Saturday, August 05, 2006

May we be Transfigured by the Eucharist

In looking over the blogosphere, I found a wonderful quotation from Canon Vernon Staley, best known for his book The Catholic Religion, and his work on worship. The Patristic Anglican records that Canon Staley wrote in his 1904 Ceremonial of the English Church (p 113-115):
It is not well to regard the Eucharist as commemorative solely of the death and passion of our Lord, and to forget that it is also the memorial of His mightly resurrection and glorious ascension. In thus emphasizing His humiliation at the expense of His exhaltation some have been led to associate the crucifix with the altar rather than the cross of glory. In connection with this, it may be pointed out that our Lord in glory is a much more suitable subject...over the altar, than our Lord crucified.
I post his words here, because they reminded me of the eucharistic theology of Fr. Alexander Schmemann, who so emphasized the eschatalogical presence of the Kingdom of God, the reality of the parousia, embodied in every Eucharist. "The remembrance of Christ which he He instituted (This do in remembrance of Me) is the affirmation of His 'Parousia,' of His presence; it is the actualization of His Kingdom," he wrote. In this context:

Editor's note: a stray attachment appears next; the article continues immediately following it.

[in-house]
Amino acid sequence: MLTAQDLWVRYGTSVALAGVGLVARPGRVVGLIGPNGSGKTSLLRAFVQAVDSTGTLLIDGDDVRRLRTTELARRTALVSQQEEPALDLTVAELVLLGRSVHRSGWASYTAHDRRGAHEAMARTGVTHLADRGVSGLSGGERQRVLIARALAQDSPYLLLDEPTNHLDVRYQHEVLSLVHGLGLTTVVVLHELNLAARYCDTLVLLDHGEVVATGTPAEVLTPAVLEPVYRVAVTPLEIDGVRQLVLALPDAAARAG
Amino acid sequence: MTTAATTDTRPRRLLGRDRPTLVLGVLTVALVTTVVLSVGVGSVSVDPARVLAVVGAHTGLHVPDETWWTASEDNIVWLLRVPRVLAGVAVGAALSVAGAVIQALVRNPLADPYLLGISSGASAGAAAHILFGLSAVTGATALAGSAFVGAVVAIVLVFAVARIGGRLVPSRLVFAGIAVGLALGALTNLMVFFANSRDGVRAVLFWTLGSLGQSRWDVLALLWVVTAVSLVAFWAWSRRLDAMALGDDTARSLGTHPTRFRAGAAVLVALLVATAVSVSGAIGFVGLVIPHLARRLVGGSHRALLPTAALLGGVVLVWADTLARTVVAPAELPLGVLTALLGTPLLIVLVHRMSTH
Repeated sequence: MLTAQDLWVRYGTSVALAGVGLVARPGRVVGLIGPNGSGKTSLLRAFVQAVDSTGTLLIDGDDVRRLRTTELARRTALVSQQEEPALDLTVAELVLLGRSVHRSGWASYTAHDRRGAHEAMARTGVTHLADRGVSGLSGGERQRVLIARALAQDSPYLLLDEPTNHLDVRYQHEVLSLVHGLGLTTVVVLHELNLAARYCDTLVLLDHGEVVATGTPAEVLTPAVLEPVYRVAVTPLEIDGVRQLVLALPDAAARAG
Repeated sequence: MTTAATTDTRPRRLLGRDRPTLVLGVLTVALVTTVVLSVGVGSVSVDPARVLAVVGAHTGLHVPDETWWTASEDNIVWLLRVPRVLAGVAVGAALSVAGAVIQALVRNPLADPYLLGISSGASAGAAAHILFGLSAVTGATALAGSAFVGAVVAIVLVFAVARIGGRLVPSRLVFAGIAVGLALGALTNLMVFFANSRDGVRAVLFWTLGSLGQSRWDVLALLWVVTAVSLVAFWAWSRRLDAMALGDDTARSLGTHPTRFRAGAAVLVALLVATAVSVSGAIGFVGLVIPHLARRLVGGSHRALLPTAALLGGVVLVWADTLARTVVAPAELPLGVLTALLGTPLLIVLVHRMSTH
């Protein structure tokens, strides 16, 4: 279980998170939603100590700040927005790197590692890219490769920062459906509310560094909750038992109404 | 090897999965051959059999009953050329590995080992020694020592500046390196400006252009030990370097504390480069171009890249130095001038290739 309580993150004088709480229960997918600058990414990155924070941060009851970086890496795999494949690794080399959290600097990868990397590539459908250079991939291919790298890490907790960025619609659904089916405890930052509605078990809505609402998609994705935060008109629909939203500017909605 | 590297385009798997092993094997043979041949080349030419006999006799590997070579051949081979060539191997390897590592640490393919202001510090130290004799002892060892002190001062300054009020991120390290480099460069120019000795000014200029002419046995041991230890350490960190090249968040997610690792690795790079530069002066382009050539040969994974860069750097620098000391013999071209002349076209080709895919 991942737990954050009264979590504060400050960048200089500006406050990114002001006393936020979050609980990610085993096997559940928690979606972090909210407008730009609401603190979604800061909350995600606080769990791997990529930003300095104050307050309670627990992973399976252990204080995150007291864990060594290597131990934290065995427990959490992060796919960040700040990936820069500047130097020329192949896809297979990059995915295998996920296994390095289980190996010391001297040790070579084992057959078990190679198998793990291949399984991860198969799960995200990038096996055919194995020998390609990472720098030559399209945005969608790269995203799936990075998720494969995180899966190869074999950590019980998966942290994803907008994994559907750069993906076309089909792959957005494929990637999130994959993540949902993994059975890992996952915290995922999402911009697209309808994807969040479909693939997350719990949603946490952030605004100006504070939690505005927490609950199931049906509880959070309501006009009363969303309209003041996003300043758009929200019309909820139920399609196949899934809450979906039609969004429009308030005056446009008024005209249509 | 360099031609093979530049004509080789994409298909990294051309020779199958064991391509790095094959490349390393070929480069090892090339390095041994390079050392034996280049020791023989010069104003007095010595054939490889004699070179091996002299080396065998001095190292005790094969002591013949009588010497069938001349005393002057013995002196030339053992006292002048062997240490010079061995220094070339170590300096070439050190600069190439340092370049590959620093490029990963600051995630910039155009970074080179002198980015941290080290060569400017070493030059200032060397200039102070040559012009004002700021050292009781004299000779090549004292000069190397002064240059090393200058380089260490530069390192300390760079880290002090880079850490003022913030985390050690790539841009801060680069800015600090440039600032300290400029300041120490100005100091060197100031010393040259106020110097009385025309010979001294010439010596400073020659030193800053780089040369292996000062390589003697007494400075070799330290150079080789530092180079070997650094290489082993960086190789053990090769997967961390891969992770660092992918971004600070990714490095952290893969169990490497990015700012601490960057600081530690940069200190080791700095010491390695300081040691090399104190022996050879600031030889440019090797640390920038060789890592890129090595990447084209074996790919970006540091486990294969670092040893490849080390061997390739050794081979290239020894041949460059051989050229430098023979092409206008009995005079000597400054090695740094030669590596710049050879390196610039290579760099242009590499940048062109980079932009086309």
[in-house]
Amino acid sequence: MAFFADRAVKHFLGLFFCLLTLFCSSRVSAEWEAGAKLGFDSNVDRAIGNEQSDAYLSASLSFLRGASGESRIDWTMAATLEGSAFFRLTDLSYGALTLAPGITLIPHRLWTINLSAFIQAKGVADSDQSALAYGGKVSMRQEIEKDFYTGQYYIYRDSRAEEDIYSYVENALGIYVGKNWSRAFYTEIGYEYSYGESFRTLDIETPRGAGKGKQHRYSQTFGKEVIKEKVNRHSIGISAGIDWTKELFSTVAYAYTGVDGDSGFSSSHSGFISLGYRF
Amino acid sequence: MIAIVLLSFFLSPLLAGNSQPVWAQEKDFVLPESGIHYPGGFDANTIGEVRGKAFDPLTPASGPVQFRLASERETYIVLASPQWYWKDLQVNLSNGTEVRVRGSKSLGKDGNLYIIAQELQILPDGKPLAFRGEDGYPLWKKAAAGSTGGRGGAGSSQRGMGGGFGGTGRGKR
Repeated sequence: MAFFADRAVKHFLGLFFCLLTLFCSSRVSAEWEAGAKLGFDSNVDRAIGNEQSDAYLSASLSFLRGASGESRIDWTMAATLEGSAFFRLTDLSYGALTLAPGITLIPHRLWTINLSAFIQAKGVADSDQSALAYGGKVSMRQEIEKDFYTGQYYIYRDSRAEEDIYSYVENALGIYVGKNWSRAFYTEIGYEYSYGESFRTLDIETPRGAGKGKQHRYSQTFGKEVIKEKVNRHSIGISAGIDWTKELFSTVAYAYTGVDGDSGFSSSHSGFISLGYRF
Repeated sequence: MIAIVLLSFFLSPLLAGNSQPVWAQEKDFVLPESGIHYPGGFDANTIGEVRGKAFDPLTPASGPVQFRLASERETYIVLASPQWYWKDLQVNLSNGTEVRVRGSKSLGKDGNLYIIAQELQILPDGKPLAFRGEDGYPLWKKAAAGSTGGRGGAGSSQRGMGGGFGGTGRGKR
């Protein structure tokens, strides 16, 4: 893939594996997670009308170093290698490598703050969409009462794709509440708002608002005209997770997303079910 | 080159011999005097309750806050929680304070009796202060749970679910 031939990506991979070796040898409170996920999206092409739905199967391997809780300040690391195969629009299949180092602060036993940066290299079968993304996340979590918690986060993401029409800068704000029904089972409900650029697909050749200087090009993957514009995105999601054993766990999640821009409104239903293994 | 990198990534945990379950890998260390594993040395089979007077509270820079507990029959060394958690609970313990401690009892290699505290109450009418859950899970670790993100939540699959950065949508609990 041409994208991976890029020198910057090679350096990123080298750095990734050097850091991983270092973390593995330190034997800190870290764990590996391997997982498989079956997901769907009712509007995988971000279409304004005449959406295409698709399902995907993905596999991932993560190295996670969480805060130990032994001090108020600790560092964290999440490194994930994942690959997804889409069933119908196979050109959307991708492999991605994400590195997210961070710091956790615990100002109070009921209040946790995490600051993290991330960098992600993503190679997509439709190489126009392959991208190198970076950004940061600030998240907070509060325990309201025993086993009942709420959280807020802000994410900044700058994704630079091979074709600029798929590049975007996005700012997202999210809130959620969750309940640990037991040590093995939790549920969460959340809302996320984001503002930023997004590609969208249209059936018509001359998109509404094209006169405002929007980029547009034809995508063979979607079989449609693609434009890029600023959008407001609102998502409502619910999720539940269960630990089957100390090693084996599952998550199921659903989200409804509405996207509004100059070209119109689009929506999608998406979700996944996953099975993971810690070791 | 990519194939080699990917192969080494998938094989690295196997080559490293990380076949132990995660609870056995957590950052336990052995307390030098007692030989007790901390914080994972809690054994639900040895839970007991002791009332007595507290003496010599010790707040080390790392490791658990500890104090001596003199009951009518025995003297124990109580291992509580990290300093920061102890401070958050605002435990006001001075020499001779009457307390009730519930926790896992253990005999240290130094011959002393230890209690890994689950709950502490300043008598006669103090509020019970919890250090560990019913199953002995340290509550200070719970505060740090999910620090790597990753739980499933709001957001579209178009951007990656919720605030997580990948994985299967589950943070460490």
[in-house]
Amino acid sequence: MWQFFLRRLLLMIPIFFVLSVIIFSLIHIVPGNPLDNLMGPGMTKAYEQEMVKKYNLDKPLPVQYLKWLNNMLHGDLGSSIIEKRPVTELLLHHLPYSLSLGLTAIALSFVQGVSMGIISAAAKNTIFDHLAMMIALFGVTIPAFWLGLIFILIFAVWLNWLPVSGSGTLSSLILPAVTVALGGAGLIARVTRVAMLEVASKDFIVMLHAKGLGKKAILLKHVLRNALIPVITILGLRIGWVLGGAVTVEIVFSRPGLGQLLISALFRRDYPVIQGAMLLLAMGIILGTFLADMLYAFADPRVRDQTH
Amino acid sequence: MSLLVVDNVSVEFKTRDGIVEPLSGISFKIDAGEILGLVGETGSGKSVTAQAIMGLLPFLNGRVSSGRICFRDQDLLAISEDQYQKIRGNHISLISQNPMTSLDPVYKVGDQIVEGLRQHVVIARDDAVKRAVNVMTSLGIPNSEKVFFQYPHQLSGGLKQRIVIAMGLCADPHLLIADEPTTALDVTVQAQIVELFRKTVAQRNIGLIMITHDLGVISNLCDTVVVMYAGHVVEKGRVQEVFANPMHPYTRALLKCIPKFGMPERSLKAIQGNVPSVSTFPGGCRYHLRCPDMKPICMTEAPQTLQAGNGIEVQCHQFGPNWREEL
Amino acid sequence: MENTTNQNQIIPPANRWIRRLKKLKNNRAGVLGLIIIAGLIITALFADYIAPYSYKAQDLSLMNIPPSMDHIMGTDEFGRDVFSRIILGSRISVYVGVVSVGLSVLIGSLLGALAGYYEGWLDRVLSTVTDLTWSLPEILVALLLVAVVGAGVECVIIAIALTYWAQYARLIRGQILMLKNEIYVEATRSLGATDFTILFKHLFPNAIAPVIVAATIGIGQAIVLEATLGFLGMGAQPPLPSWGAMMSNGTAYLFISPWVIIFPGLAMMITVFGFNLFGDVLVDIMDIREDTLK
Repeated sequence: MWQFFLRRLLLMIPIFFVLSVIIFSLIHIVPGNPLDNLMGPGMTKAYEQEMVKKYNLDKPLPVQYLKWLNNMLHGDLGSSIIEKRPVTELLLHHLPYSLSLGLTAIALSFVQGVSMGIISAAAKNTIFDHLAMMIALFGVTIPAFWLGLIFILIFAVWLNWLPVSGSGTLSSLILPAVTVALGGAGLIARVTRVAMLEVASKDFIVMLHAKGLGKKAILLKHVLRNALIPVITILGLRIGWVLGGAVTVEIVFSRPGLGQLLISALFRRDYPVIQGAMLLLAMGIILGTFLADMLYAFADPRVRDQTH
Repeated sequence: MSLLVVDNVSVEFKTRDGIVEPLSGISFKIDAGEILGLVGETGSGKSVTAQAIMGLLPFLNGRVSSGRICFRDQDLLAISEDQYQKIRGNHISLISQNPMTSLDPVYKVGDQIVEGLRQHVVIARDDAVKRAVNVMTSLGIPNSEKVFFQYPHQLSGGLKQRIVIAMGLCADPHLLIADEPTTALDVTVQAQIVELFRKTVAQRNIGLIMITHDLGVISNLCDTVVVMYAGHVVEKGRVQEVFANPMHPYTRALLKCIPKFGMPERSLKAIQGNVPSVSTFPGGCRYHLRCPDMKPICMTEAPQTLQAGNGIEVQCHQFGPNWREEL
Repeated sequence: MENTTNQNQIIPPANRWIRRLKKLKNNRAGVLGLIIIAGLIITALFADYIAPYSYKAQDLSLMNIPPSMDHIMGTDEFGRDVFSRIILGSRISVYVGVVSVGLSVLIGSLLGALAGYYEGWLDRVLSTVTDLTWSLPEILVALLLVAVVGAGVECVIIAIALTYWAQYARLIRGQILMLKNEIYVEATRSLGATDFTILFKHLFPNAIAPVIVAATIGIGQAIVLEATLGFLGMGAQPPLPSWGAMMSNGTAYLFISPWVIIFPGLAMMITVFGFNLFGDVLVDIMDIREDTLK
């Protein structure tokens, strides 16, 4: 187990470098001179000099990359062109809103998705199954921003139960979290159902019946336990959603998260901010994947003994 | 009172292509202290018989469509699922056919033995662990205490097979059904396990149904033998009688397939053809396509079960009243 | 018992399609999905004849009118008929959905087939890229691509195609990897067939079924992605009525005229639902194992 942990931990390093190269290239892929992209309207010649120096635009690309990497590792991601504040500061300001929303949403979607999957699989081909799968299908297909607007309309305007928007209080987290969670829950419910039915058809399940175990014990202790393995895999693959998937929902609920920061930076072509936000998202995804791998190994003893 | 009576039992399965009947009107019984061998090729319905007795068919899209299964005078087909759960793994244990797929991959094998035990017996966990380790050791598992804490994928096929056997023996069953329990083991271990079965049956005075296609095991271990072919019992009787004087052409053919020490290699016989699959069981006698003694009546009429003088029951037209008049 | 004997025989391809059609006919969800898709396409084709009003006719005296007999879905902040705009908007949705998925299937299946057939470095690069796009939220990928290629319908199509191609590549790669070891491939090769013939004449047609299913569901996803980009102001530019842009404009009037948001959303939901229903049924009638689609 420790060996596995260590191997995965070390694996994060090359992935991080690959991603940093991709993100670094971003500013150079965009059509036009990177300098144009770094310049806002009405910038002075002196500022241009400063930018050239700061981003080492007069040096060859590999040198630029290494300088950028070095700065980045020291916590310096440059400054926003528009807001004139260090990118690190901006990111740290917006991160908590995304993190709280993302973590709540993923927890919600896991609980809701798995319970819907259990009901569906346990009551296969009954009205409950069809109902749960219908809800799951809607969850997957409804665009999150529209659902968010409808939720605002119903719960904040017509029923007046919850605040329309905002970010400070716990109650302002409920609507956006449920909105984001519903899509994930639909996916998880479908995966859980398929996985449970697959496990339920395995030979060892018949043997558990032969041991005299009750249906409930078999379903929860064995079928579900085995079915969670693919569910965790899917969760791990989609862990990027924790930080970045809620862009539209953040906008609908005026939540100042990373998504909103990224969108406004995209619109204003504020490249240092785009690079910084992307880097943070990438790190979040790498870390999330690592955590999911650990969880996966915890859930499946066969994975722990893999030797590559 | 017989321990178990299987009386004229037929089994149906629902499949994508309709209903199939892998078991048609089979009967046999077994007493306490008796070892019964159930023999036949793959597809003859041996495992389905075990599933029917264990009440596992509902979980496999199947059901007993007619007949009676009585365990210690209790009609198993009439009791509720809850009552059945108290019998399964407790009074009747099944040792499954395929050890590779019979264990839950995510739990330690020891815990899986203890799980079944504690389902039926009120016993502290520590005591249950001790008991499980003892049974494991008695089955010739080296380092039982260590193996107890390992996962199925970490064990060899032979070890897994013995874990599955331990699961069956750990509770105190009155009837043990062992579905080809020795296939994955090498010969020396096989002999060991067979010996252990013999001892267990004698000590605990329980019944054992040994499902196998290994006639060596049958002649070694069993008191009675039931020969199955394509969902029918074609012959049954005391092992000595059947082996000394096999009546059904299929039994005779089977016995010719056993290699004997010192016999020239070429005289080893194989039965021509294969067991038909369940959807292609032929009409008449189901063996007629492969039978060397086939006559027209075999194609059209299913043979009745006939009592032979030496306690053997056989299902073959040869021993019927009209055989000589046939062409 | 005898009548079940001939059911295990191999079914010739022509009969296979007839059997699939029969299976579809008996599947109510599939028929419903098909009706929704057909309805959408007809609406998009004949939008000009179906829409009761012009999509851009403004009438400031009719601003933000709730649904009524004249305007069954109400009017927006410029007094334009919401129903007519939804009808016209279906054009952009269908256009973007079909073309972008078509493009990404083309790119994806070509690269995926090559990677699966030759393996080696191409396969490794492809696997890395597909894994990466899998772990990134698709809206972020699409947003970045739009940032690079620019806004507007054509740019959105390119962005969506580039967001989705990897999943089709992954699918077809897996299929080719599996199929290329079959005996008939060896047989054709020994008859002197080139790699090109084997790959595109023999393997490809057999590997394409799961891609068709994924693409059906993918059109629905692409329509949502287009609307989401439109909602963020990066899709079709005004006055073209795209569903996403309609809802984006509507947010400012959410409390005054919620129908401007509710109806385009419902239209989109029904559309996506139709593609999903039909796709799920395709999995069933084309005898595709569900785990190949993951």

A sacrament is both cosmic and eschatological. It refers at the same time to God’s world as he first created it and to its fulfilment in the kingdom of God...It is, it manifests and it grants that to which it is directed: the presence among us of the approaching kingdom of God and its unfading light.
Protopresbyter Michael Pomazansky's critique of Fr. Schmemann is worth reading, as well. As I wrote in The Lion a few years ago, an appropriately balanced appreciation of Christ's sufferings and His glory is key to true devotion. I did not post this in order to re-open that issue, though. Nor did I post it to illustrate the similarities between certain schools of Anglican and Orthodox writers, evident as it is in some. (Fr. Pomazansky would be the first to disagree with me about this; Fr. Antony Bell, however, once wrote the two communions appealed to Scripture and Tradition the same way -- that the very best of Anglicanism is found in Orthodoxy.)

I merely pray on the eve of the Feast of Transfiguration that tomorrow when the priest exhorts, "Behold the Lamb of God, behold Him that taketh away the sins of the world," our beloved readers will see in the consecrated Sacrament the Lamb Who, upon His baptism, was acclaimed by the audible voice of the Father and the descent of the Holy Ghost as a consubstantial Person of the Blessed Trinity and Who, on this blessed feast, disclosed a glimpse of His pre-existent glory to His disciples "as they could perceive it." He was transfigured, and by His presence, He "shall change the body of our humiliation, that it may be conformed from glory to glory" (Phil. 3:21, the Chapter from Lauds for the Feast).
How happy he who feels Thy light,
Thou Sharer of the Father's might,
True Radiance of our native land,
Surpassing all we understand.

Thou Brightness of the Father's throne,
Goodness that never can be known,
The fulness of Thy love impart
By Thy true Presence in the heart.
-- Vespers Hymn for the Feast

May His true Presence transform us all, entering into our veins, our heart, consuming all our transgressions, burning away our impurities, and leaving behind His fleeting brilliance the sweet savor of a holy soul made pleasing through, by, and in Himself.



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